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    1. Oh yes! That's one of the reasons I do it.

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  6. Some people do not handle embarrassment well. Or he could have been mad that he was going to get in trouble in another class.

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  7. Aren't students so much better organised now with laptops going to class or is it still the same with heavy books in the satchel? Either way it'll pay not to ruminate too much.

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  8. Replies
    1. Yeah, it sucks when errors like this are made.

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  9. It's really interesting how one bad apple can make the others go bad too. It makes me wonder how one bad apple in the presidency will affect all of us.

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  10. Poor kid. I feel badly for him, too.

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  11. Schools in the county next to me (I am doors from being in that county) started 2 weeks ago. Here in my county they started last week and my grandson 45 mins away in another county started today. Seems like summer went by really fast it seems for the kids.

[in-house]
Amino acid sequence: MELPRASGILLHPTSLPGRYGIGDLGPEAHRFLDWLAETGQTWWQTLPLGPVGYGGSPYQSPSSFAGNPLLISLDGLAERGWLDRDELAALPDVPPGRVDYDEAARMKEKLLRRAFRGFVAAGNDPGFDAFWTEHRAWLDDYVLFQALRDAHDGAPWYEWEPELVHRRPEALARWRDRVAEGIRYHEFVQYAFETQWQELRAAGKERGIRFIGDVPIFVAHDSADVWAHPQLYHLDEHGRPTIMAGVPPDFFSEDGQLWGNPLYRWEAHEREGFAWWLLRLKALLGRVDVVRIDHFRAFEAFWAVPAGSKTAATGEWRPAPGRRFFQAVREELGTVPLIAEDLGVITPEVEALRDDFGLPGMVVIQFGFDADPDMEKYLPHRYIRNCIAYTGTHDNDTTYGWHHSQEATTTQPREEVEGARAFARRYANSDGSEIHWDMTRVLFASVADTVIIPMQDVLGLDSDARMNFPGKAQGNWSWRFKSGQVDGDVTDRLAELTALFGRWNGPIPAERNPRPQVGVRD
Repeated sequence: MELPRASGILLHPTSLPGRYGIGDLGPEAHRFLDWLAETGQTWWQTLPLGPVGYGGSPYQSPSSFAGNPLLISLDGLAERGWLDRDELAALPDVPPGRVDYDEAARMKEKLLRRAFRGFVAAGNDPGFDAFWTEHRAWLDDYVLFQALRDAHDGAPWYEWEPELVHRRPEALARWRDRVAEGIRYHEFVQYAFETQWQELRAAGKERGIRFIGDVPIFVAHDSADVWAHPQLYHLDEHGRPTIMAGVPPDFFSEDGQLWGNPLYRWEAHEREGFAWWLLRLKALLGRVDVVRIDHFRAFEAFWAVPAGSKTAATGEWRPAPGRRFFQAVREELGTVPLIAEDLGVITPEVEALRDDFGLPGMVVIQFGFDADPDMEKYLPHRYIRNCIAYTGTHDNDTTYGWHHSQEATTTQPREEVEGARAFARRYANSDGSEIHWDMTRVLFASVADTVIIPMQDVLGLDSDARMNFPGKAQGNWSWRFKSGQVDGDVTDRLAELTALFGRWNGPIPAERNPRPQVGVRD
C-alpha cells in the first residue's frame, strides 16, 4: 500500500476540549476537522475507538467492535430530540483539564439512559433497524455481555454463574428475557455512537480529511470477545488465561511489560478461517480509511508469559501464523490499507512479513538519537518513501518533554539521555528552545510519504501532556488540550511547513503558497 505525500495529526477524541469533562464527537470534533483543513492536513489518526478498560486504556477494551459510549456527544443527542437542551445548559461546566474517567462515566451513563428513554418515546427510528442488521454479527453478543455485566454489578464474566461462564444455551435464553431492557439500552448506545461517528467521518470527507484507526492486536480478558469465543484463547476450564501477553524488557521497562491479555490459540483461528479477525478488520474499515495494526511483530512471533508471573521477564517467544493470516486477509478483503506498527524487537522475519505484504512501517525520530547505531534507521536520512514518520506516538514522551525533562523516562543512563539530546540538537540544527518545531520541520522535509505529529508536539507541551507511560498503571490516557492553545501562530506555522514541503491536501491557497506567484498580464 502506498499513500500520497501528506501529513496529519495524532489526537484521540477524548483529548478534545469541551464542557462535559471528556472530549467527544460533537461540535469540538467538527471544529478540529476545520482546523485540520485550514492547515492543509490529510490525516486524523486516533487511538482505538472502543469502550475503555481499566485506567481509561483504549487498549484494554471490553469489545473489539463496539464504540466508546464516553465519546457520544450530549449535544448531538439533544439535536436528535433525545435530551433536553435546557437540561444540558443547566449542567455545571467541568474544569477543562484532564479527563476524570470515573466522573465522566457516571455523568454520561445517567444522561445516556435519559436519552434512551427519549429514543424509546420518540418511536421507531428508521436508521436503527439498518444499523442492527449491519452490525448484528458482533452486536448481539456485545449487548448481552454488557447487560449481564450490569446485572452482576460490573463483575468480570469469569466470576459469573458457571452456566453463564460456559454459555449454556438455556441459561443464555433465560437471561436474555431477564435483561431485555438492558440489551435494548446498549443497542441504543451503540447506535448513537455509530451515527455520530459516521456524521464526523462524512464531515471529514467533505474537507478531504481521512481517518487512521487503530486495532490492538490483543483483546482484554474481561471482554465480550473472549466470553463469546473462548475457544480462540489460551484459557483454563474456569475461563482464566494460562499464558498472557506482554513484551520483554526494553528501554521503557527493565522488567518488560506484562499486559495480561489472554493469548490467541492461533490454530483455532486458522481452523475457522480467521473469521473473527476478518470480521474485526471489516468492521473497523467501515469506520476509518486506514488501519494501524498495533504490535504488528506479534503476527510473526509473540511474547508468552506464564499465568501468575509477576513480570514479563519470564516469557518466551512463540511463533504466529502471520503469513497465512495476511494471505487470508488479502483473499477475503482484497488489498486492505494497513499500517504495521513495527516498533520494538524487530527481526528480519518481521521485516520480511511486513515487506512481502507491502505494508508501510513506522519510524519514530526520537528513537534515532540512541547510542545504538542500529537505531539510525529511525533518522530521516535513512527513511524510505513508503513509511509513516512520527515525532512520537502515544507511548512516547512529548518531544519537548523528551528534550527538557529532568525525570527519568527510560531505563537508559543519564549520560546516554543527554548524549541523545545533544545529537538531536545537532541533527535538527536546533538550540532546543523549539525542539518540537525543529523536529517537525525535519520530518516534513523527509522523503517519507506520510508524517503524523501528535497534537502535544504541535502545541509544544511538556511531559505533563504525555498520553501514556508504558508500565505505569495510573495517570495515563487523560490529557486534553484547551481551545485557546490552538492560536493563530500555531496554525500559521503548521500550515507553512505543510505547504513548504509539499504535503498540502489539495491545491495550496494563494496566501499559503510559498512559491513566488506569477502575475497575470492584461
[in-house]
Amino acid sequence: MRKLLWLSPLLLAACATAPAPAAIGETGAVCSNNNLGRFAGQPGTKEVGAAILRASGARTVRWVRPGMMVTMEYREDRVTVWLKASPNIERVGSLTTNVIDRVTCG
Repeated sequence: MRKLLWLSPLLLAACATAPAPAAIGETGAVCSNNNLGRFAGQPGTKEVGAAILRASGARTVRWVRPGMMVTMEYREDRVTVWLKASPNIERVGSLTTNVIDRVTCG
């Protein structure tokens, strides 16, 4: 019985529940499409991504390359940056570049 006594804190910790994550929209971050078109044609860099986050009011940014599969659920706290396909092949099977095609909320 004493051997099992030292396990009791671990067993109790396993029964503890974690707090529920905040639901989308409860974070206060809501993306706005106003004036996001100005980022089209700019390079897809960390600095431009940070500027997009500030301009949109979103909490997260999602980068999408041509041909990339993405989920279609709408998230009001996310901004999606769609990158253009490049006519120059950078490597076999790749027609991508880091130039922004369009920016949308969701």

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  12. I have to say that would be a hard schedule to get used to with the zero period, so I could see his frustration. Took me a bit to get used to son's block schedule when he was a senior in the Orange County school district. Gosh, just realized he graduated 10 years ago. Where does time fly?

    betty

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  13. My son's high school had this strange (to me) five day schedule - not M, Tu, W, Th, Fr but day 1, 2, 3, 4, 5. So it could be Friday but day 1. I don't even know how to explain it better. I never got it, but he never seemed to have a problem with the concept. The high school in the city where I work has a zero period. I feel for your confused student I'm glad I graduated 47 years ago. Alana ramblinwitham.blogspot.com

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    1. They don't have an actual zero period. But it's just about what you're used to, isn't it?

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  14. Their frustration has to go somewhere and you are the most convenient target, unfortunately!

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  15. That sounds so confusing. Why couldn't they list the advisory period separately? :( Argh. I feel bad for Brian. But not for you. Sounds like you got the better end of the deal with the table quieting down after he left. :)

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    1. Ideally, they would do that. But, most schools use the same software to generate their schedules. (I've seen my niece's schedule. She goes to a different school in a different district, and her paperwork looks exactly the same as this school's.)

      Because the idea of an "advisory" is unique to this school, and because they don't want to generate 200+ schedules by hand... (Ugh, can you imagine the work that would go into that?) They have to make due with what's available. And as they don't have an actual zero period...

      It makes sense when you know all the particulars. Annoying, yes. But every school has it's little peculiarities that we all kind of learn to live with.